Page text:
Australia’s east coast gas market is expected to have enough supply to meet overall demand in 2024, the ACCC’s June 2023 interim gas inquiry report reveals. But the outlook for winter this year and next is finely balanced, and the southern states will be reliant on Queensland’s surplus gas.

The report looks at gas supply and demand into next year, and shows the contract prices negotiated by gas producers and commercial and industrial users between September 2022 and February 2023.

The report forecasts a 27 petajoule (PJ) east coast gas surplus for next year if the LNG producers export all their currently uncontracted gas. It predicts a 90 PJ surplus if the LNG producers export only their currently anticipated spot sales.

However, while there should be sufficient gas to meet forecast demand across the east coast in 2024, the southern states are expected to experience a shortfall. Considerable transport and storage capacity will be required to deliver Queensland’s surplus gas to those states.

“The significant improvement in the supply and demand outlook for next year is largely due to a drop in the forecast demand for gas-fired electricity generation,” ACCC Commissioner Anna Brakey said.

“Weather and electricity market conditions have a strong influence on the amount of gas-fired generation we need in the energy mix, so the demand outlook remains somewhat uncertain.”

“While the overall east coast is projected to have surplus gas next year, it is imperative that gas flows from Queensland to the southern states, and that there is enough storage for it,” Ms Brakey said.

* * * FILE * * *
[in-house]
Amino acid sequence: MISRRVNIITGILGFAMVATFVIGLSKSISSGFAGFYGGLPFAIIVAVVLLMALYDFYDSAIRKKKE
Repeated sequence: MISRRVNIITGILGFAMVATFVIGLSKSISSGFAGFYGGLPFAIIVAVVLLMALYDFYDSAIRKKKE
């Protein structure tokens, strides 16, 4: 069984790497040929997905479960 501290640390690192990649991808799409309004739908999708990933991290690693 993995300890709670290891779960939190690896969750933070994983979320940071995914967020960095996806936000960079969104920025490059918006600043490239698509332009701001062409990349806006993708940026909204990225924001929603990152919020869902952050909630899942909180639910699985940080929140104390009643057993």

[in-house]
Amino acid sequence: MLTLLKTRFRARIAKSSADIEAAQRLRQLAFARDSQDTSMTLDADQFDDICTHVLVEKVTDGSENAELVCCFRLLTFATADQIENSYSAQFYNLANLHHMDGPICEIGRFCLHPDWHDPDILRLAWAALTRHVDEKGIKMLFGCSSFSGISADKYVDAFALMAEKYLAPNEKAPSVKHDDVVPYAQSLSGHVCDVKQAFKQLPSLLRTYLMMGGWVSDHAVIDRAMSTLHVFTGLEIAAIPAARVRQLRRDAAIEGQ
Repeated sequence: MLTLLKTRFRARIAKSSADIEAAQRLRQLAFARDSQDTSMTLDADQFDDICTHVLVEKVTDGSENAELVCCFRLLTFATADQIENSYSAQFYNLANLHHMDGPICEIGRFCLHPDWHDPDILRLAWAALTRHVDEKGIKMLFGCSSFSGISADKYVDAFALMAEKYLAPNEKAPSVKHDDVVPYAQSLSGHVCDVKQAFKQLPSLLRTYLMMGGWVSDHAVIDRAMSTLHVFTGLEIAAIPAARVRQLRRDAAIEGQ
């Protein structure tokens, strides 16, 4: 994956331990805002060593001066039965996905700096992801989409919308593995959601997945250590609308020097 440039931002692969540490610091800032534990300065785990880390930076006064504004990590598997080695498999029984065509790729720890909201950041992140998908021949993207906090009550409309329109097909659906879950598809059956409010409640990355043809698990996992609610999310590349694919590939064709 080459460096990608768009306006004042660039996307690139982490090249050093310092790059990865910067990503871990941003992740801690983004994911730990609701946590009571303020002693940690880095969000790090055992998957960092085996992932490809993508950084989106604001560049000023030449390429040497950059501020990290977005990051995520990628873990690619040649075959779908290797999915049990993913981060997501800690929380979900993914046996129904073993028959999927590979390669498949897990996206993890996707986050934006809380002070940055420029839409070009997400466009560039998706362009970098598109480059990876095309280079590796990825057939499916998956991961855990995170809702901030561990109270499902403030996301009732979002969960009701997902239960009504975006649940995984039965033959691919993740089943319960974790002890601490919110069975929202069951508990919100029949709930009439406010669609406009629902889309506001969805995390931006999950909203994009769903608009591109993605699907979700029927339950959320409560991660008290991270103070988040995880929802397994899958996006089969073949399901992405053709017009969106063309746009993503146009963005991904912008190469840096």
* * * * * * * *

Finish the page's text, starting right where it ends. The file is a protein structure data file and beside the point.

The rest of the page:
The report also emphasizes that the winter months will be challenging for gas markets as the supply-demand outlook in the third quarters of 2023 and 2024 is tight.

Availability of gas over the winter months will depend on whether LNG producers commit additional gas to the domestic market via contracts or time swaps. However, the quarterly outlook could deteriorate further if there are unexpected events such as last year’s floods, which disrupted energy supply.

Government intervention

Prices offered for 2023 supply on the east coast remained high last year until shortly before the Government introduced an emergency gas price cap on 23 December 2022.

Since the price cap came into force, the ACCC has observed an increase in the volume of gas sold under short term contracts for 2023 supply. Most of this gas has been sold below $12 per GJ, but the ACCC is continuing to carefully review the details and circumstances of any contracts that could be in excess of the $12 per GJ price cap.

There may be valid reasons for gas to be sold above $12 per GJ for supply in 2023. For example, where a gas company has been exempted from the price cap, or where the price was determined by a contract entered into before the price cap came into force on 23 December 2022.

“Based on our monitoring to date, we have seen a high level of compliance with the gas price cap. But we are ready to use our full enforcement powers in response to any possible contraventions,” Ms Brakey said.

Fewer offers for supply in 2024 and higher prices

The ACCC has observed fewer offers for supply in 2024 compared to previous years, despite contracts for next year not being subject to the price cap. This may be due to a combination of factors, including seasonal slowdown and the industry’s response to regulatory uncertainty.

“Contracting activity for 2024 supply has slowed down considerably compared to previous years. However, the imminent commencement of the new mandatory Code of Conduct is expected to provide industry with the certainty they have been seeking to enter into supply contracts into the future,” Ms Brakey said.  

Prices offered by producers for 2024 supply peaked at just under $50 per GJ in August last year, before falling to just over $12 per GJ at the end of last year.

Despite not being subject to the cap, most recent producer offers for 2024 supply have settled at slightly over $12 per GJ, while retail offers have averaged about $20 per GJ.

C&I users report unsatisfactory market practices 

Australia’s commercial and industrial gas users reported in April 2023 that the prices they were quoted for supply in 2023-24 by retailers, who are not subject to the price cap, fell to about $19 per GJ.